Joyful Reads from May
Hello! I’m Joy, and I love to read. I consider it my greatest talent and favorite hobby. Another one of my preferred pastimes is recommending reads to anyone who is the least bit curious. Seriously. I am always volunteering book recs to people near me, whether they ask or not. I thought it would be fun to bring this passion to Baton Rouge Parents Magazine. I will share with you every book I read month by month and what I think about them. Let’s get started!
Libertie by Kaitlyn Greenidge
Libertie is a unique novel full of gorgeous prose and deep interior thoughts. This historic fiction brought me to the world of 1860s Brooklyn with a Black female physician and her thoughtful daughter. These two women create a medical practice that caters to women during a volatile time in their community, but it carries through to a college in Ohio and to a very different world in Haiti. I loved learning about Brooklyn, the Black university, and also Haiti in the 1870s. The women in this novel are multidimensional, dynamic, and powerful. The protagonist shares beautiful thoughts and ideas, but I never fell in love with her. It was more like walking alongside a person who is struggling with identity. There were parts I just LOVED and other parts I had to grasp for to connect. I appreciate the amazing writing, language, and theme of self-actualized freedom. Greenidge meditates on the truth of Black Liberation through her characters. It’s a reflective read.
Firekeeper’s Daughter by Angeline Boulley
Immersive. Stunning. Moving. Although listed as YA, this debut novel that took 10 years to write and that was inspired by Nancy Drew is a complete page turner for grown ups. Part mystery, part romance, and part cultural experience, Fire Keeper’s Daughter is a powerful and engaging read that I will not forget. Set in the Upper Peninsula of Michigan among the Ojibwe tribe, this coming-of-age novel captures what it is like to be caught between two cultures in the midst of crisis. Daunis Fontaine is the brilliant heroine who gets caught up helping the FBI discover the source of a dangerous new designer drug that is ravaging her community. I want to read more of this new young amateur detective, and this story should be adapted to any screen. It’s about time we have a young Native American protagonist who shares her heritage as well as grapples with her complex world. Have you read this unforgettable novel? Tell me what you think!
A Woman Is No Man by Etaf Rum
A Woman Is No Man is a tough read, but so worthwhile. This novel about Palestinian women in Brooklyn was much more than I expected. There is so much grief, abuse, and heartache in this multi-generational tale. The central theme of the redemptive hope of literacy and freedom is realized for a couple of characters, but the journey is bleak. What I appreciated was the nonlinear storytelling and the deep character development. I grew closer than I anticipated to Isra, Sarah, Deya, and even Fareeda. Reading this during the recent Gaza conflict and bombings in Palestine made the story even more prescient. Women everywhere deserve options and choices and freedom.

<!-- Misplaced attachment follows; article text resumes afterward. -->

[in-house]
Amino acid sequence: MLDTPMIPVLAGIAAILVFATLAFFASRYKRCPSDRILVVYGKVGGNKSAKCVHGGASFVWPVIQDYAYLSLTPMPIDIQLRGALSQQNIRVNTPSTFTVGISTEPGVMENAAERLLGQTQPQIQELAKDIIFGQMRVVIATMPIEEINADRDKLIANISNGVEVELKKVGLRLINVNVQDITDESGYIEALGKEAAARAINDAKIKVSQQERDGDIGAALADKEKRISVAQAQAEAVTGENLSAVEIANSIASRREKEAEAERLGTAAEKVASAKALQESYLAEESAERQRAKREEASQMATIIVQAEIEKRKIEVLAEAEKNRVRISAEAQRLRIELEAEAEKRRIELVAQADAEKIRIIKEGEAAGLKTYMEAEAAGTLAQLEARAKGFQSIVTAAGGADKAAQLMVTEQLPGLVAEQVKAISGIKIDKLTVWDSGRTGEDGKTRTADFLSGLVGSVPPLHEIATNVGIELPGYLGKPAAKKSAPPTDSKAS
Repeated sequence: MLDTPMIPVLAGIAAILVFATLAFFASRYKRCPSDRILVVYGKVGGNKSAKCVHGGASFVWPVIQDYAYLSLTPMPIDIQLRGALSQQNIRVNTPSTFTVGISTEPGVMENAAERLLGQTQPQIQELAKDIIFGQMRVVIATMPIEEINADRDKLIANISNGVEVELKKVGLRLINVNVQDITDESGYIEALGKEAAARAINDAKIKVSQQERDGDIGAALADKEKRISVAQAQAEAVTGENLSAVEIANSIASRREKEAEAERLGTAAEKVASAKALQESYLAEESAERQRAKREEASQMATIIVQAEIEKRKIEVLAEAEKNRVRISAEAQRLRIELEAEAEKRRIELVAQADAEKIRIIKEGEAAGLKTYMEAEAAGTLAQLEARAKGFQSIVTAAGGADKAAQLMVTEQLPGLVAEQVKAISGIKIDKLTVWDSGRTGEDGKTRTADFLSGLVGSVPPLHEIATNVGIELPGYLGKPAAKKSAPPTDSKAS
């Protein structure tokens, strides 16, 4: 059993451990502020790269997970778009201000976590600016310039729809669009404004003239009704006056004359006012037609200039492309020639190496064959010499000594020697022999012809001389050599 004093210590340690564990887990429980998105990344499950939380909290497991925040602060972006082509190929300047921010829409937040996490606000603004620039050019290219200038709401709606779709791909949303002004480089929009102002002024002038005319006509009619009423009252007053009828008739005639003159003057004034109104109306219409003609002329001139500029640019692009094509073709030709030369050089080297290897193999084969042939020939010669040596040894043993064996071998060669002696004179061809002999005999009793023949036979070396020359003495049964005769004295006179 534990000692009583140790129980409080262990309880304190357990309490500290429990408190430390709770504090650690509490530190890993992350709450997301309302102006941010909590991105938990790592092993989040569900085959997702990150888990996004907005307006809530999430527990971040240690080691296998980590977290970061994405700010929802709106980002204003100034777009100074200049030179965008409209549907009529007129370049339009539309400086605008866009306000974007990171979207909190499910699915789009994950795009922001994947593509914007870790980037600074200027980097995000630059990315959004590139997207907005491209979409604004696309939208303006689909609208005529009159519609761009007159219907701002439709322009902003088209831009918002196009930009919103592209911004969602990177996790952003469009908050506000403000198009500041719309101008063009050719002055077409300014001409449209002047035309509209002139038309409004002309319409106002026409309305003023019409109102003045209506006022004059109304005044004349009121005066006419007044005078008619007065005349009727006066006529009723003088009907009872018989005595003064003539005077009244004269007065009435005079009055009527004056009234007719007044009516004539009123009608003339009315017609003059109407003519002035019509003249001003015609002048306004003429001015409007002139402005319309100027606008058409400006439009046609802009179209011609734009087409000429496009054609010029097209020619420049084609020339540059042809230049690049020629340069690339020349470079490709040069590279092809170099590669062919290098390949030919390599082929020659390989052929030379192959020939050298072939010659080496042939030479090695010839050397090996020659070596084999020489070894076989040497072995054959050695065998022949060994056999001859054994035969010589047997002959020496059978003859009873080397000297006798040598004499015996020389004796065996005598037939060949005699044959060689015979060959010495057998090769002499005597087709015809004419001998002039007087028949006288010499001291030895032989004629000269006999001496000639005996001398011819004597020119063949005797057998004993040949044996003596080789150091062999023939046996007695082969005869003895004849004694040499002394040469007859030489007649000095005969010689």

The Bad Muslim Discount by Syed M. Masood
I honestly don’t know where to begin. At first, The Bad Muslim Discount began as an immigrant narrative full of tragedy with a biting sense of humor, but one third in, the plot took off in an unexpected way that completely captivated me in a surprising way. This novel follows the narrative of two Muslim immigrants and their varied paths to San Francisco. The perspectives of a sarcastic Pakistani American man and a young and scrappy Iraqi woman bring a vibrant and unforgettable voice to the South Asian/Middle Eastern immigrant experience.The characters, the language, the insight, the brutality, the love, the humor—all of it struck me as completely unique and staggering. It was unexpectedly beautiful, and just got better and better. The discussion of God in this work is really insightful as well. One of the best reads of the year for me.
People We Meet on Vacation by Emily Henry
This was a breezy and delightful deviation from my usual heavy reads. I took a break with this travel romcom, and I’m so glad I did. Emily Henry writes People We Meet on Vacation with humor and meticulous detail, and her characters and plot are made for a perfect Netflix romcom. This fun novel features a travel writer and her handsome best friend over 10 summers of vacations in the vein of When Harry Met Sally. People We Meet on Vacation is literally the ideal summer read. I tore through it on my kindle, embracing the distracting fluctuations of this friendship that evolve into something more. This book did make me want to travel REALLY BADLY, though, so hopefully that can happen soon! Pick it up for a page-turning trip of your own!